Comparative effectiveness analysis of Pipeline device versus coiling in unruptured aneurysms smaller than 10 mm.
JOURNAL OF NEUROSURGERY
OBJECTIVEBoth endovascular coiling and the Pipeline embolization device (PED) have been shown to be safe and clinically effective for treatment of small (< 10 mm) aneurysms. The authors conducted a comparative effectiveness analysis to compare the utility of these treatment methods in terms of health benefits.METHODSA decision-analytical study was performed with Markov modeling methods to simulate patients with small unruptured aneurysms undergoing endovascular coiling, stent-assisted coiling (SAC), or PED placement for treatment. Input probabilities were derived from prior literature, and 1-way, 2-way, and probabilistic sensitivity analyses were performed to assess model and input parameter uncertainty.RESULTSThe base case calculation for a 50-year-old man reveals PED to have a higher health benefit (17.48 quality-adjusted life years [QALYs]) than coiling (17.44 QALYs) or SAC (17.36 QALYs). PED is the better option in 6020 of the 10,000 iterations in probabilistic sensitivity analysis. When the retreatment rate of PED is lower than 9.53%, and the coiling retreatment is higher than 15.6%, PED is the better strategy. In the 2-way sensitivity analysis varying the retreatment rates from both treatment modalities, when the retreatment rate of PED is approximately 14% lower than the retreatment rate of coiling, PED is the more favorable treatment strategy. Otherwise, coiling is more effective. SAC may be better than PED when the unfavorable outcome risk of SAC is lower than 70% of its reported current value.CONCLUSIONSWith the increasing use of PEDs for treatment of small unruptured aneurysms, the current study indicates that these devices may have higher health benefits due to lower rates of retreatment compared to both simple coiling and stent-assisted techniques. Longer follow-up studies are needed to document the rates of recurrence and retreatment after coiling and PED to assess the cost-effectiveness of these strategies.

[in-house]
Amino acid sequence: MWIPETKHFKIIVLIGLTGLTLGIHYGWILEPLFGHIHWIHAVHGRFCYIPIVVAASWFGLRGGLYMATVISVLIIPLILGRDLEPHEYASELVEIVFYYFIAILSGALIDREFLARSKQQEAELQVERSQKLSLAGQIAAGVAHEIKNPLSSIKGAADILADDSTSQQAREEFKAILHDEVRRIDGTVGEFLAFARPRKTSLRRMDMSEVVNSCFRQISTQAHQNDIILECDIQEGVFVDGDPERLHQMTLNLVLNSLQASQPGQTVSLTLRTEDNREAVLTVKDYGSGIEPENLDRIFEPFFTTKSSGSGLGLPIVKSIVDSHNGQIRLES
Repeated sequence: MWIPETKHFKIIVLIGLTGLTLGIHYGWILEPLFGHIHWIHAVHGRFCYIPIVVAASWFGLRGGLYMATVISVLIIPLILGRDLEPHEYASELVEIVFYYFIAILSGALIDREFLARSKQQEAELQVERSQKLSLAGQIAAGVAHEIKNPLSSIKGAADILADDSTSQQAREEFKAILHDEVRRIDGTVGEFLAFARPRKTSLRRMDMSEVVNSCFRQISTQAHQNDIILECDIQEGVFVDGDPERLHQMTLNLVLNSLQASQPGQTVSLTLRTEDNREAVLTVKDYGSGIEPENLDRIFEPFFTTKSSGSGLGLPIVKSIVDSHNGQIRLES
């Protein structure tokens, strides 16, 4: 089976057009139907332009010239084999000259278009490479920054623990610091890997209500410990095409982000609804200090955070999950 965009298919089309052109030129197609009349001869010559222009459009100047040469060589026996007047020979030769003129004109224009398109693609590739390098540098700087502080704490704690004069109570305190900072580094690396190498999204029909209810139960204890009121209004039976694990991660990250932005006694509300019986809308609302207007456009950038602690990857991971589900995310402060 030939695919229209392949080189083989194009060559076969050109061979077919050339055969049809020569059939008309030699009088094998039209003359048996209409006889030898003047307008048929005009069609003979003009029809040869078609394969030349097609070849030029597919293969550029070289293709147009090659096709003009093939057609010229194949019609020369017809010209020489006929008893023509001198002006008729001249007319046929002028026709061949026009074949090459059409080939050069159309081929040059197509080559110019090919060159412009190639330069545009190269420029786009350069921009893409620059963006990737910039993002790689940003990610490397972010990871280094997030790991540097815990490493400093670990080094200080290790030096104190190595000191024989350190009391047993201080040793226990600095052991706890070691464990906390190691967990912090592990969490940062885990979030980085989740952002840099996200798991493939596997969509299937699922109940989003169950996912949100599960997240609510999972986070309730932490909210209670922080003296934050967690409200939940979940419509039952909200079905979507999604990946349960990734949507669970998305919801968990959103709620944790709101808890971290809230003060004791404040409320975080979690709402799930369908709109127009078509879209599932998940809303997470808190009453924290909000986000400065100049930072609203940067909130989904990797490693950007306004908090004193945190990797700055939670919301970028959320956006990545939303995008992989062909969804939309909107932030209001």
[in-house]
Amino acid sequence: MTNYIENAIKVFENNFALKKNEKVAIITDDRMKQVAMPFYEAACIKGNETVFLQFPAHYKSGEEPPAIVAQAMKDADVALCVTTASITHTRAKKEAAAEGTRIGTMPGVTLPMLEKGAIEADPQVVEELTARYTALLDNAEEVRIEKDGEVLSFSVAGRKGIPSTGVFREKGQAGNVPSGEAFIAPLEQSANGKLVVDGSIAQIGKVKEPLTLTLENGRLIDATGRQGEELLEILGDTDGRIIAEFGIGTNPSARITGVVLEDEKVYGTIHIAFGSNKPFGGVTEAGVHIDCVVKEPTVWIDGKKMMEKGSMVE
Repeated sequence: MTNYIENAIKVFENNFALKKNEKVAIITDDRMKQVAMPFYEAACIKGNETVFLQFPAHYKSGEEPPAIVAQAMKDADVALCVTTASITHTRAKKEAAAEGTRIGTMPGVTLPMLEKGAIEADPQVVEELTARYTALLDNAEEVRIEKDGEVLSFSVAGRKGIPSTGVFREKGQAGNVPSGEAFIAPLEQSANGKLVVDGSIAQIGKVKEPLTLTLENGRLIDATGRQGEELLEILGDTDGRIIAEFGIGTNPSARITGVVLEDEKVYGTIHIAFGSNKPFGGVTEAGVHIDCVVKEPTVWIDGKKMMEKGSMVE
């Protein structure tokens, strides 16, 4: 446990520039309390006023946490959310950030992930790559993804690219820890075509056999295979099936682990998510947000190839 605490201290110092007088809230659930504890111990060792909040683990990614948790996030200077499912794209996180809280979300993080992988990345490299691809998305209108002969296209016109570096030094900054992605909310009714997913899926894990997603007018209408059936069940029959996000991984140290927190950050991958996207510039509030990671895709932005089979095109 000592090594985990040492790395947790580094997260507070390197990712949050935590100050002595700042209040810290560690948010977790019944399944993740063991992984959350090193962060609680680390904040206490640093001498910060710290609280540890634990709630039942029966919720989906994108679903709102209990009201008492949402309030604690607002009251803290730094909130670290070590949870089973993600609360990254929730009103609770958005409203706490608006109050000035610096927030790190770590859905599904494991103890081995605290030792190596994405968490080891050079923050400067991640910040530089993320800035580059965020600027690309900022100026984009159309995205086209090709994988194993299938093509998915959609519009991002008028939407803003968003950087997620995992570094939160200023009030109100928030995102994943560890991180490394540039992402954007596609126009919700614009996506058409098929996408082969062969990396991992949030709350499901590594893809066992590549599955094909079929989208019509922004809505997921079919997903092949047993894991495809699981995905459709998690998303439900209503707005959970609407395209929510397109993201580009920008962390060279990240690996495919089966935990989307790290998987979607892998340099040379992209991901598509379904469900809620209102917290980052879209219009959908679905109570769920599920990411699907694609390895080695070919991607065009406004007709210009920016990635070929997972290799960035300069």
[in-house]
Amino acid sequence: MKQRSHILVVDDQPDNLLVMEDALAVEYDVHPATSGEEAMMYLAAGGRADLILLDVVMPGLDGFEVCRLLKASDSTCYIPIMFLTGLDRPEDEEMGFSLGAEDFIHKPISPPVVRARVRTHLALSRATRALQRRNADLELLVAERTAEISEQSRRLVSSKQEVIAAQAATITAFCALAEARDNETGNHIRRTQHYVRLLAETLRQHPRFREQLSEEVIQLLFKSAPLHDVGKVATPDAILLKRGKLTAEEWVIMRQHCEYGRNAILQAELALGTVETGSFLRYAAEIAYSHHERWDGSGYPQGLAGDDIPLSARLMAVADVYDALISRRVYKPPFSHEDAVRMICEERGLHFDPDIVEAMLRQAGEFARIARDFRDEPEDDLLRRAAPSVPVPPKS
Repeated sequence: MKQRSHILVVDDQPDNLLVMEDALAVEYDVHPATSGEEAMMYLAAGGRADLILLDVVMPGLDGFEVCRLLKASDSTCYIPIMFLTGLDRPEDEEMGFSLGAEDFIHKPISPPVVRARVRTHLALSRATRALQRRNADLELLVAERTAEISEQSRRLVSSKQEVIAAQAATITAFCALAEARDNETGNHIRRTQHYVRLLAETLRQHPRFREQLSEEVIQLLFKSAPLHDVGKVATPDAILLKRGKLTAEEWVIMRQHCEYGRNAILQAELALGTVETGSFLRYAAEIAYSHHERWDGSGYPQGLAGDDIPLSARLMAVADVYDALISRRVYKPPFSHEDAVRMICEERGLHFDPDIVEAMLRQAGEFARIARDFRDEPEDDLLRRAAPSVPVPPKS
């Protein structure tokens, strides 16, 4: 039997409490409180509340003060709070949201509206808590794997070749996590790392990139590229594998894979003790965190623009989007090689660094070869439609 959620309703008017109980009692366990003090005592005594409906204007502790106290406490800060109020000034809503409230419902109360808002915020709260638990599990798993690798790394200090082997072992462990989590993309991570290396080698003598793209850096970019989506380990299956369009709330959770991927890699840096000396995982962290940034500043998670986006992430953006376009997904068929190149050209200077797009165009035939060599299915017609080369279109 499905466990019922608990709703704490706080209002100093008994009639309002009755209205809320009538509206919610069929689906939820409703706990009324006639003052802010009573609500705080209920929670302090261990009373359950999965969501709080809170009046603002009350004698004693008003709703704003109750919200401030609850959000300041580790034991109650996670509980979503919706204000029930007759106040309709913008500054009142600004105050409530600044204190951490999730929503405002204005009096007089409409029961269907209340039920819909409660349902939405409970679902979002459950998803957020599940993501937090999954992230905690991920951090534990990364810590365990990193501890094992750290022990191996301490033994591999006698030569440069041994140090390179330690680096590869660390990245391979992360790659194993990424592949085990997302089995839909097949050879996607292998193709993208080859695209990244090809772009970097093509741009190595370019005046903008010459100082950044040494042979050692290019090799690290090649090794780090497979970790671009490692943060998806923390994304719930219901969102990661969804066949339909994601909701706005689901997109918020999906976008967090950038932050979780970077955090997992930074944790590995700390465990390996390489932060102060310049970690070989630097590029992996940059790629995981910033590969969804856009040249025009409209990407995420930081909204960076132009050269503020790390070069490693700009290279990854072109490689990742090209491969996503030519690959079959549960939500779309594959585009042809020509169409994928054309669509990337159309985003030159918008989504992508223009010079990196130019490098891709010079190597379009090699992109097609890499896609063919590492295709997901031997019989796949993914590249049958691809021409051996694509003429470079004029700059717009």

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School of Medicine
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